I understand that it can be cathartic to look for a helpful pal and tell them everything that bothers you in your marriage, making you feel more comfortable and supported, but how can you be sure that you are taking the best approach possible? The phrase ‘don’t air your dirty laundry in public’ is commonly used to warn couples about the inconvenience of sharing marriage woes, as once you do it, you will inevitably lose control of the information, which can make a couple go through some awkward moments. To make matters worse, these moments can become an unnecessary addition to any marital problems. In this way, what was originally a minor thing might turn into a major issue. So, next time you get angry with your partner, perhaps it is wiser not to rush to social media and type, “Dear friends, guess what that oaf has just done now”. Instead, you can find a better way to calm yourself down when feeling angry, such as physical exercise, controlled breathing or muscle relaxation, without the whole world knowing about your anger and making assumptions that may be hurtful to both of you. Why put yourselves in a goldfish bowl unnecessarily?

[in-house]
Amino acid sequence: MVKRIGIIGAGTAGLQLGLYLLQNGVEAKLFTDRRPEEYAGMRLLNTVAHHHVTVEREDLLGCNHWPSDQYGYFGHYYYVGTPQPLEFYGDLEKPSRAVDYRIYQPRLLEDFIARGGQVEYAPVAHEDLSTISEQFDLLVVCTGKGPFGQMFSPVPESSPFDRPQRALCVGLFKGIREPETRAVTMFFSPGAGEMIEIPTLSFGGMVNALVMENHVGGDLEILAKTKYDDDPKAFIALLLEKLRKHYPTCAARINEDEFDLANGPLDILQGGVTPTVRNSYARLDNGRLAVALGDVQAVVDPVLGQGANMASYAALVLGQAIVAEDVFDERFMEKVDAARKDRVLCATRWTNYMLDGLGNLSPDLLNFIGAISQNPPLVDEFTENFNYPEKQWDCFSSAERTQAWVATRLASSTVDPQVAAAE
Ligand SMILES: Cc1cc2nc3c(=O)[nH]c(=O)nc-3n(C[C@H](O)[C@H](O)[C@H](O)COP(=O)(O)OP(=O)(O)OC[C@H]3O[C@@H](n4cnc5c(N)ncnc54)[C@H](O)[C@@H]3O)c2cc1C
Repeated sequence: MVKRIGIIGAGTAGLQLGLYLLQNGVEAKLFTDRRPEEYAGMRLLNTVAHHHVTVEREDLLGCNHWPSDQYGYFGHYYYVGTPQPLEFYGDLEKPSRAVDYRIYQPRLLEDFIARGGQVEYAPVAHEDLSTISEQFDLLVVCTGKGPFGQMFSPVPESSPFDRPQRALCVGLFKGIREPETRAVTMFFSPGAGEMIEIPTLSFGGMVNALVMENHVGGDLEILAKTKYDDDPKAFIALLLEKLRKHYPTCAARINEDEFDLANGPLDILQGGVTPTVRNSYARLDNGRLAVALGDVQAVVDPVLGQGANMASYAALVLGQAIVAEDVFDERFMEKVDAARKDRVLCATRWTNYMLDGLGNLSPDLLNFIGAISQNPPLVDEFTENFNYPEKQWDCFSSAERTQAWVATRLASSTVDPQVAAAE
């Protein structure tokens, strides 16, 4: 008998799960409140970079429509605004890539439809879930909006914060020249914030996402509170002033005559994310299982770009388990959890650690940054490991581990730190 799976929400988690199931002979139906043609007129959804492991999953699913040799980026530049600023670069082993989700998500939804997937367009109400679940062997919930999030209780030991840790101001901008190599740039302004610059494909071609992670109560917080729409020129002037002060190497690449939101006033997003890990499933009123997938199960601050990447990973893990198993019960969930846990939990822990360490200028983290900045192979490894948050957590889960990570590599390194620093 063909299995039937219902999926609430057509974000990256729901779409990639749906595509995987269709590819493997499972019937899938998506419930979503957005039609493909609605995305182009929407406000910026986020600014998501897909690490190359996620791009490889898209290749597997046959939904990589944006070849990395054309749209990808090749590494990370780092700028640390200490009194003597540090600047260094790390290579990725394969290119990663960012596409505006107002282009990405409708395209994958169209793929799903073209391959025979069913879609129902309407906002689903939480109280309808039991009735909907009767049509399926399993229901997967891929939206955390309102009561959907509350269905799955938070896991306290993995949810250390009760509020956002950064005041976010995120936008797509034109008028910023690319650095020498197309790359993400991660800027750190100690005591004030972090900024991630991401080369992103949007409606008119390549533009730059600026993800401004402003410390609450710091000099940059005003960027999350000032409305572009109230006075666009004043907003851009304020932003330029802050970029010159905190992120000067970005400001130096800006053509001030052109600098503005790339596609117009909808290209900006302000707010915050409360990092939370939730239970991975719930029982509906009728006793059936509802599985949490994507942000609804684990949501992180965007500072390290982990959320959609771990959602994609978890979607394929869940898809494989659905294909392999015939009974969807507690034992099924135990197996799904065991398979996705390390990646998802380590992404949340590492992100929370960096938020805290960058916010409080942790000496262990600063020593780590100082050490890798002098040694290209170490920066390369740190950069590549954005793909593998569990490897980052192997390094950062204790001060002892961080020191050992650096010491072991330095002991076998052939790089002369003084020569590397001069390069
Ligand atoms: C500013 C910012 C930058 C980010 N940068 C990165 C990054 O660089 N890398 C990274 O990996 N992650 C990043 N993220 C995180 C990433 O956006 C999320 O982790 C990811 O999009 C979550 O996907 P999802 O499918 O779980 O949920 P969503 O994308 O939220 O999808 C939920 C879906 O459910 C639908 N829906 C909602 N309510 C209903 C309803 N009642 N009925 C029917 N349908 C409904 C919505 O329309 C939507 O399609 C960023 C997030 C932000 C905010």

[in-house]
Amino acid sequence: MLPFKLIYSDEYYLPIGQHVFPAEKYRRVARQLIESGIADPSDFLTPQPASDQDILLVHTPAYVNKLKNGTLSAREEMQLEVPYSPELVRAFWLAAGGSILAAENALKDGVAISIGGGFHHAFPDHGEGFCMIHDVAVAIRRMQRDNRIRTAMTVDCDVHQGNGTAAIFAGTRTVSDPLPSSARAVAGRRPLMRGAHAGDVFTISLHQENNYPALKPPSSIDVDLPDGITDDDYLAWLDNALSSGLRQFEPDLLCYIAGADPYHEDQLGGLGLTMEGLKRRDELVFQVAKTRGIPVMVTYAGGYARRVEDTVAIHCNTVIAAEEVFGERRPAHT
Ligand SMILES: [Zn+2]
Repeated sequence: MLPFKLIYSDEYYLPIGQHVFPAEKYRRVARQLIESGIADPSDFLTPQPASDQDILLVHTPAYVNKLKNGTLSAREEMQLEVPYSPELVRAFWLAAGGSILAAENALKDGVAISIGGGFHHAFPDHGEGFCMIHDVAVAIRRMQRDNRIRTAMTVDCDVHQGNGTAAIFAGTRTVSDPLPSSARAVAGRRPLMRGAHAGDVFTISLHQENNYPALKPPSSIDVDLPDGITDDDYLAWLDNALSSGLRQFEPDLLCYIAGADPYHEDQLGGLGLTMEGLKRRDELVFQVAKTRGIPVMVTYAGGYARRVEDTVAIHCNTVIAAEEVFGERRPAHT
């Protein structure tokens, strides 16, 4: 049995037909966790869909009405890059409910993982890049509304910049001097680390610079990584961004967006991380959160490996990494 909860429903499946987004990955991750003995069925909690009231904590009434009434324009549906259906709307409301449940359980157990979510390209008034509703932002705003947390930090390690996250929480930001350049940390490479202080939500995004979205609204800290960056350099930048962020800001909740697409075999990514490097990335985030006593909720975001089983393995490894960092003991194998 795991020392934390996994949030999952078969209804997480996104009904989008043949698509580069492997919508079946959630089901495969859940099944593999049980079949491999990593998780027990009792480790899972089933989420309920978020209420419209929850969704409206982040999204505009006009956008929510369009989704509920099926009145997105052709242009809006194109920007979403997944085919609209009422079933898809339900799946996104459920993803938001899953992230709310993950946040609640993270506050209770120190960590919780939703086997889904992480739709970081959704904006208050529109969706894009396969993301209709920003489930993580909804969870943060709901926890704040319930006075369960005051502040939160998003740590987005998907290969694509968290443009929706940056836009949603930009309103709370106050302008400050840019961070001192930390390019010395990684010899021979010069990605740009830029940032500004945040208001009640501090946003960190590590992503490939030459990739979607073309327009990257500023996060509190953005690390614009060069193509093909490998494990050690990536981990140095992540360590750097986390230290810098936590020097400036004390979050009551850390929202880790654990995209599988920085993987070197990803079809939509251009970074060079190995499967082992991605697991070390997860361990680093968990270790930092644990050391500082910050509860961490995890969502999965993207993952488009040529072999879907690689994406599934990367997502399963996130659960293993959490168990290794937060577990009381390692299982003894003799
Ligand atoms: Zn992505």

An important issue related to sharing your marriage differences is that your listener will have only your version of the picture, whilst your spouse is left out. Your sympathetic friend may comfort you in the best way she can, saying all the things you would like to hear, like “you are in the right”, but in the long run, your problems don’t get sorted in this way at all. Besides, your good friend also has best wishes for you in mind, as she sees things through her own point of view: if she had bad experiences in her marriage ending up divorced, she may suggest the same to you, without knowing that your marriage can be saved.